Garda chief 'needs time' to consider PAC request for details of bugging devices
Published 03/05/2014 | 02:30
ACTING Garda Commissioner Noirin O'Sullivan has refused to provide the Dail's Public Accounts Committee (PAC) with details of the garda purchase of digital bugging equipment, the Irish Independent can reveal.
Ms O'Sullivan, who assumed the role following the shock resignation of Martin Callinan last month, said the committee could be in danger of "overlapping" with the work of the Commission of Inquiry headed by Justice Nial Fennelly.
In correspondence to the committee, seen by this newspaper, Ms O'Sullivan said she needed more time to "further consider all aspects" of the request made by the PAC.
She said she would revert to the committee as soon as possible in relation to its wish to examine the purchase of digital recording equipment in 2007.
The PAC has been seeking to examine the cost to the State of the widespread wiping of penalty points, as raised by whistleblowers Maurice McCabe and John Wilson.
But the PAC had also sought to investigate various matters relating to the alleged bugging of the offices of the Garda Ombudsman Commission on Abbey Street in Dublin, and the more recent revelations of secret recordings by gardai in stations across the country.
In line with the committee's auditing function, PAC members requested details from Ms O'Sullivan of the purchase of the equipment from an Israeli firm.
It is also seeking to examine contracts for the recording of phone calls in prisons, following revelations that conversations between prisoners and solicitors were recorded.
The PAC's move to seek the information was proposed by Independent TD Shane Ross.
"This is about the possible misuse of public money," said Mr Ross.
The TD said the committee should examine not only whether the contract provided value for money, but also "was it illegal?"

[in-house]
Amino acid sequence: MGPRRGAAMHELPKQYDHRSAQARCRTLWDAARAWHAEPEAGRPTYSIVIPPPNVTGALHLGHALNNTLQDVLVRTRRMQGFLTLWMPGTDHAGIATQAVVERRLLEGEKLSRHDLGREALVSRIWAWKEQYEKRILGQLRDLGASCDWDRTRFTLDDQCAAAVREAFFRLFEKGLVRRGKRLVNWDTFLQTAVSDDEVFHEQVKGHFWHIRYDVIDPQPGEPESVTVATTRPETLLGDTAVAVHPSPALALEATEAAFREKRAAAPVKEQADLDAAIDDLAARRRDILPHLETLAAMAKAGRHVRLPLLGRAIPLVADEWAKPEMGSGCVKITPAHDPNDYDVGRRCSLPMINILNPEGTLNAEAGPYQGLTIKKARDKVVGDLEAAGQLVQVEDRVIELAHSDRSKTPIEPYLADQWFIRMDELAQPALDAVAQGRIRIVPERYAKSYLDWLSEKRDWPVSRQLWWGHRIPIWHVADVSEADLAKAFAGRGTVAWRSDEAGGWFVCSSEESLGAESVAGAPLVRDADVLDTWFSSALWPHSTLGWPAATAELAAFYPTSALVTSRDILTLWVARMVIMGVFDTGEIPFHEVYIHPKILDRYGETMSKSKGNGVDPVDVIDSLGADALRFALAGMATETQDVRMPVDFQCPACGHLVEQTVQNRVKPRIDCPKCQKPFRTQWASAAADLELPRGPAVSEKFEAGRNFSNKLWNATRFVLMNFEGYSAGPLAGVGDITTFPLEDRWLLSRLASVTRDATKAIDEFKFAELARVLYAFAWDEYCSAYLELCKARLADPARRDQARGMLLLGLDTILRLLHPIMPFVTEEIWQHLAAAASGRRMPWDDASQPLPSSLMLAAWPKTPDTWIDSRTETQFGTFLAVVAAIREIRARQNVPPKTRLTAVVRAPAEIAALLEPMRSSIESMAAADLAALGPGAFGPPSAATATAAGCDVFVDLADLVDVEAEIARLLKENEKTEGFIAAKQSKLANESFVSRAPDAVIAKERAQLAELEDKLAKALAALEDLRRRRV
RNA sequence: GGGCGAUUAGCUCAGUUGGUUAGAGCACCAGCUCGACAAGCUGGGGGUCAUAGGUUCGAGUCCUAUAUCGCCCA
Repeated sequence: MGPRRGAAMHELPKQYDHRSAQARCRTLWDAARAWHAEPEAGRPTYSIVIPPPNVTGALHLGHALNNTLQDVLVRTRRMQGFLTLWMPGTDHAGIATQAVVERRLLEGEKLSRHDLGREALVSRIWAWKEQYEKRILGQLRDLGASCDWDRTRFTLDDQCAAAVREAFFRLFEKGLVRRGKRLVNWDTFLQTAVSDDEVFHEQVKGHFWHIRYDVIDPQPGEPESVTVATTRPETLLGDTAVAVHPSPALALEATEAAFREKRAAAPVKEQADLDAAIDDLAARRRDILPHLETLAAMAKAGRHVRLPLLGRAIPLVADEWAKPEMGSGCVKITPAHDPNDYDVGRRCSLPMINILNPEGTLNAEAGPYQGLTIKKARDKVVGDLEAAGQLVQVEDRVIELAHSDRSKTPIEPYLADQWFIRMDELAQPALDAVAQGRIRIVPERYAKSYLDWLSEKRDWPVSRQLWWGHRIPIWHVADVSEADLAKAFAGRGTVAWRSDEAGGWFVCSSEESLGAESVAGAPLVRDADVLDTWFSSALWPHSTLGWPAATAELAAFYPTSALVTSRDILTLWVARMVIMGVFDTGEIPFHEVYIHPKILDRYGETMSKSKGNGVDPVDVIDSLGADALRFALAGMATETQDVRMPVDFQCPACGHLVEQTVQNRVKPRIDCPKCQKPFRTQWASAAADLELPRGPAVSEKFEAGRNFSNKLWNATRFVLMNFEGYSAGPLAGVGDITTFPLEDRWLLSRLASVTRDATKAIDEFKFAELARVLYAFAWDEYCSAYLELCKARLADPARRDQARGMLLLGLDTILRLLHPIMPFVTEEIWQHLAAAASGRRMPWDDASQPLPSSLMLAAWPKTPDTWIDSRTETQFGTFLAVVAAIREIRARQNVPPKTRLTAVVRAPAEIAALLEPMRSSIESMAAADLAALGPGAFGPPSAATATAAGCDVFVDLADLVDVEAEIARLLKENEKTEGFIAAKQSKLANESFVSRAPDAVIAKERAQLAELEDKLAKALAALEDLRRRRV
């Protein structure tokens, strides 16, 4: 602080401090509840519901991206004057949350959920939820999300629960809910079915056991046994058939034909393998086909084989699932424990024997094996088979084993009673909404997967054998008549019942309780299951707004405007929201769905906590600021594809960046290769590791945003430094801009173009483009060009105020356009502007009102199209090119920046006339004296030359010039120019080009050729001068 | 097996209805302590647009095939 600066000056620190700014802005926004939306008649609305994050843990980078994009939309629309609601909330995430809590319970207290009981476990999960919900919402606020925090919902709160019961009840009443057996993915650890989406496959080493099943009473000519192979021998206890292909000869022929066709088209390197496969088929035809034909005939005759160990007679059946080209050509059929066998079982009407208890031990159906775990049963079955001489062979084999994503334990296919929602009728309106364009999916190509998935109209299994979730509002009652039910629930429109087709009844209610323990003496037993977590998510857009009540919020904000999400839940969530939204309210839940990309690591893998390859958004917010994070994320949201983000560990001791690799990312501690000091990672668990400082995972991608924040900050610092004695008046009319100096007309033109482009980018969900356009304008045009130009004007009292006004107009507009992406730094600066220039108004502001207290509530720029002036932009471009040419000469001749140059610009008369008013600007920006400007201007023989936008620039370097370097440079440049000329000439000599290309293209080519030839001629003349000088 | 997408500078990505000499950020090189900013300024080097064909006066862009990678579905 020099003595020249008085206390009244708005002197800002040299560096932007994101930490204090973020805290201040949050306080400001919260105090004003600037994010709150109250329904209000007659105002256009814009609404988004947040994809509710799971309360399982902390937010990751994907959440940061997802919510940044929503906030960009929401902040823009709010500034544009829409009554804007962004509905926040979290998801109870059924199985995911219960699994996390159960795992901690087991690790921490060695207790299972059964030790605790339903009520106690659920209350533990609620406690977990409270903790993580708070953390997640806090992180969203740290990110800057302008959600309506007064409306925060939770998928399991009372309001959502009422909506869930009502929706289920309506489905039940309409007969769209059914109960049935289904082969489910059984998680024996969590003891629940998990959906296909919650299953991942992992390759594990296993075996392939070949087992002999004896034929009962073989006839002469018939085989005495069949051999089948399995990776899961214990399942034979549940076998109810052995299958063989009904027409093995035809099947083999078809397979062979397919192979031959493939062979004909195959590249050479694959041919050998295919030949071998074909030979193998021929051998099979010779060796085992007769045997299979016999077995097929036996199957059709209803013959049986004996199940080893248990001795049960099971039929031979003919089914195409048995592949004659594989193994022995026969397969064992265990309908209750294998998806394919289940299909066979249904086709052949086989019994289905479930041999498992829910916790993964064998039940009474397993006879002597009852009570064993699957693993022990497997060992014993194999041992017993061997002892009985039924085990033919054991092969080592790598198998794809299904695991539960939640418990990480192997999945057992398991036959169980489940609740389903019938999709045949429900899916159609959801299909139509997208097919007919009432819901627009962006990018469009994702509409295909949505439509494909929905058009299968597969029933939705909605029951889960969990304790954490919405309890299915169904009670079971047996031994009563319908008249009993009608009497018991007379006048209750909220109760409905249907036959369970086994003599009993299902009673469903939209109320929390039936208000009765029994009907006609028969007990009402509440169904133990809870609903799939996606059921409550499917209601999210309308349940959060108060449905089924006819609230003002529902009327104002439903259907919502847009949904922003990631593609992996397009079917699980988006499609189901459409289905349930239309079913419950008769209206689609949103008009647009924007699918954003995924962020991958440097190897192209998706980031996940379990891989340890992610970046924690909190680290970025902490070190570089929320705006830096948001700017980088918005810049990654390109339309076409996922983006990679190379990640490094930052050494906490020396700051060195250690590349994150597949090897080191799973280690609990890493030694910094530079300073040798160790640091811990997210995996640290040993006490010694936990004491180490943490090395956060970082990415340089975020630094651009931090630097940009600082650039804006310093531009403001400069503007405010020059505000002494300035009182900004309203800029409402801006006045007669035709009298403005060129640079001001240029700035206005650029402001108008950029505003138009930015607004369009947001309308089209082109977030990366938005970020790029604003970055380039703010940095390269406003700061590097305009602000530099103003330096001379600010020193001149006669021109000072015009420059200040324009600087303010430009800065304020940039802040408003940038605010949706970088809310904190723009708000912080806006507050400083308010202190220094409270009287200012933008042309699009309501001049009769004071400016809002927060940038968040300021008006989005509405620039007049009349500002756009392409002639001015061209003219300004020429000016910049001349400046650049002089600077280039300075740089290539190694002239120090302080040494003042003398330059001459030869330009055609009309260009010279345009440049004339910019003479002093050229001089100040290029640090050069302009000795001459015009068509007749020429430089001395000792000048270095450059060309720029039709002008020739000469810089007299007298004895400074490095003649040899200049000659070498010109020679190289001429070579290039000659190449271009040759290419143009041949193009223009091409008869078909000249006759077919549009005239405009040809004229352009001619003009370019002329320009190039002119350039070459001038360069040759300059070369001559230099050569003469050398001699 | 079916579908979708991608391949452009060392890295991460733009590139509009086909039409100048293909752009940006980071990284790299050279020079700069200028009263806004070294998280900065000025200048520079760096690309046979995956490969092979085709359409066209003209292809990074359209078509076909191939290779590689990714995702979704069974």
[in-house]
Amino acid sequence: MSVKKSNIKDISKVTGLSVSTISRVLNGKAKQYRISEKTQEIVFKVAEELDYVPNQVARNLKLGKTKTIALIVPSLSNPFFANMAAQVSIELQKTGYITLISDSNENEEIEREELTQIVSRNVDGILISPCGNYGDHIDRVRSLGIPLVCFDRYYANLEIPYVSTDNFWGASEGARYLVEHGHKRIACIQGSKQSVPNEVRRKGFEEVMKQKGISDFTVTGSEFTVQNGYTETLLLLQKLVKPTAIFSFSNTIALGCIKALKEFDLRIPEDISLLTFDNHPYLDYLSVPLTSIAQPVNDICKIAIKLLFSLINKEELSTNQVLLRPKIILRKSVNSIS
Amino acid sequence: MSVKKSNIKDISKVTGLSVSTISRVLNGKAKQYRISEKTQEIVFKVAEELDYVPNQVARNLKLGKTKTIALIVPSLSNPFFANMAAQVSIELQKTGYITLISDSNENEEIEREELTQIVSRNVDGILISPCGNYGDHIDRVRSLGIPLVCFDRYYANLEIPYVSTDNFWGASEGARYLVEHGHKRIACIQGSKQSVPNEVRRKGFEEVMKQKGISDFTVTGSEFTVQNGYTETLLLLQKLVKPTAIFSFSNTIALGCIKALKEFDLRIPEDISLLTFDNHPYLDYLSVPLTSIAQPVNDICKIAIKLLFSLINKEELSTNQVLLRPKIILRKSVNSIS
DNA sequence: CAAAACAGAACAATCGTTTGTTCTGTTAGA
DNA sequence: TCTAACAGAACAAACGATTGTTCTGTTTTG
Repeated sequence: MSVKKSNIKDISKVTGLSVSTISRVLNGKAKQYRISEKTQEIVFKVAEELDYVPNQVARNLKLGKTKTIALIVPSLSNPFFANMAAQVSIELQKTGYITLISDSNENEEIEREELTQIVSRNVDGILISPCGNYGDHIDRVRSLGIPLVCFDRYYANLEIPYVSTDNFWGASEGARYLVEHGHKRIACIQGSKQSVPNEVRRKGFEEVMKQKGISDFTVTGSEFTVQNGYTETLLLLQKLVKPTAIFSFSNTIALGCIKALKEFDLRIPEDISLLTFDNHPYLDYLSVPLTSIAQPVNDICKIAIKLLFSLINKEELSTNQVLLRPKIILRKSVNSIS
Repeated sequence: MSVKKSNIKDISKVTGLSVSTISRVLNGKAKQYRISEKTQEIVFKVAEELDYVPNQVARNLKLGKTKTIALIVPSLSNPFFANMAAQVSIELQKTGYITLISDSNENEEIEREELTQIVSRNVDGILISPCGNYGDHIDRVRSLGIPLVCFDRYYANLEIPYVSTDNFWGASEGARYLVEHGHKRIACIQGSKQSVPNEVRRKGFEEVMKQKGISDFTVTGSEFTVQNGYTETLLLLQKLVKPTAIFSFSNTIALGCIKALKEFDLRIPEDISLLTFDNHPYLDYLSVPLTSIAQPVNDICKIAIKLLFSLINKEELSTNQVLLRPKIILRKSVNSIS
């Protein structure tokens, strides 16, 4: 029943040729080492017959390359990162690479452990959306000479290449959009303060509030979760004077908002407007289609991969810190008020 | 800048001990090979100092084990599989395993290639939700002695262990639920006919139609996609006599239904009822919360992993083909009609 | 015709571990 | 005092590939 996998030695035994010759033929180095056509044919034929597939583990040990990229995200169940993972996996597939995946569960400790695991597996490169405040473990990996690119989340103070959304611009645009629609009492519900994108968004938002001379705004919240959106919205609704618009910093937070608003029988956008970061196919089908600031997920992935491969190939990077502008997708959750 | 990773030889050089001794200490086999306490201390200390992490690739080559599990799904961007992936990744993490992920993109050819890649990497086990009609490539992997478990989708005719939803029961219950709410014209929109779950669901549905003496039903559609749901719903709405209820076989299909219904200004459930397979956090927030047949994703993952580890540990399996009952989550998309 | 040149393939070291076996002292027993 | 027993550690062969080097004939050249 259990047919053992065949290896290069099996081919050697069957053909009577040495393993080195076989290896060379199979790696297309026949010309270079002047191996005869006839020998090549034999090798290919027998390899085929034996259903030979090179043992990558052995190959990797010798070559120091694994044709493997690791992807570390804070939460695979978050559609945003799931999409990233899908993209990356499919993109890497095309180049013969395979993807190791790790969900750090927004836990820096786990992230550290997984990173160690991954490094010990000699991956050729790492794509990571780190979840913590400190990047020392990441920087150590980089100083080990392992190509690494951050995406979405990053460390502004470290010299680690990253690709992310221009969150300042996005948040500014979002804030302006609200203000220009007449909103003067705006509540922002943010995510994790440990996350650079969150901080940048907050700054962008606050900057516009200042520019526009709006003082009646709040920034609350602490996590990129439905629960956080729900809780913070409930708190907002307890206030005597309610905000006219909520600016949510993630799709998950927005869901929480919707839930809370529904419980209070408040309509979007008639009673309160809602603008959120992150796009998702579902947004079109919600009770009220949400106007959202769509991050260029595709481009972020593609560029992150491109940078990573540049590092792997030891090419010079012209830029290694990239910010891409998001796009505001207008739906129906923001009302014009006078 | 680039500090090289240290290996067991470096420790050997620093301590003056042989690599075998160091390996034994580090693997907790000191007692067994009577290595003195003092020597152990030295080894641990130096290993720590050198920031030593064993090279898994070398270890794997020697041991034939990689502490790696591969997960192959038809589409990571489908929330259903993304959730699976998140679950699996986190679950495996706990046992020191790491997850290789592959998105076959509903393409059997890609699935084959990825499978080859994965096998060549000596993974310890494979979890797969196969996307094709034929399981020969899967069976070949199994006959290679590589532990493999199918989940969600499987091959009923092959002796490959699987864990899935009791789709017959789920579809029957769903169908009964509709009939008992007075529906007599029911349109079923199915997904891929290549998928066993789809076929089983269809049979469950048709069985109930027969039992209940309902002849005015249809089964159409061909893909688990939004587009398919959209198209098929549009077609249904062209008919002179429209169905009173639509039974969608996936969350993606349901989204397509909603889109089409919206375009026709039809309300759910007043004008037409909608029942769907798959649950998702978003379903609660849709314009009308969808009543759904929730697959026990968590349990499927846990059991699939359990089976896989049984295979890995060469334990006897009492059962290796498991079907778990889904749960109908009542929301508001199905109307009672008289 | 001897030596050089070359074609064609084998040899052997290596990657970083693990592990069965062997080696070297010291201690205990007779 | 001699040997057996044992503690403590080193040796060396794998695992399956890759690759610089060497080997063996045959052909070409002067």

Mr Ross asked: "Was this money used for a purpose it should not have been used for?"
Earlier this month, the Comptroller & Auditor General, Seamus McCarthy, told the committee that he had decided against investigating the contract as he feared this could cut across the work of a commission of investigation being set up by the Government.
Mr McCarthy said he understood that as part of the contract there was an annual cost of between €40,000 and €50,000 for the maintenance of the system.
Despite his concerns, however, committee chairman John McGuinness said the PAC would go ahead and seek information from the Department of Justice. It would then determine what course of action to take.
"We can ask for the material from the department and examine it. I don't think it will cut across any other investigation," he said.
Responding to Ms O'Sullivan's letter, PAC member Simon Harris said the committee must be given the information, as the operations of the Garda Siochana fell within its remit.
"We, of course, should be given the information. We need to find out who authorised this spend. I am conscious of overlapping with the inquiry but I want an assurance that we will get the information," he told the Irish Independent.
The contract to be examined by the committee was signed after an open tender had been put out by An Garda Siochana four years ago.
The specifications sought a new "digital logging recording system" that would be compatible with the older analog and digital communications systems in use across the force since the 1980s.
Tender documents stipulated that the new infrastructure must record communications, such as 999 calls, and allow them to be stored and instantly played back. It was to be installed at 20 garda facilities.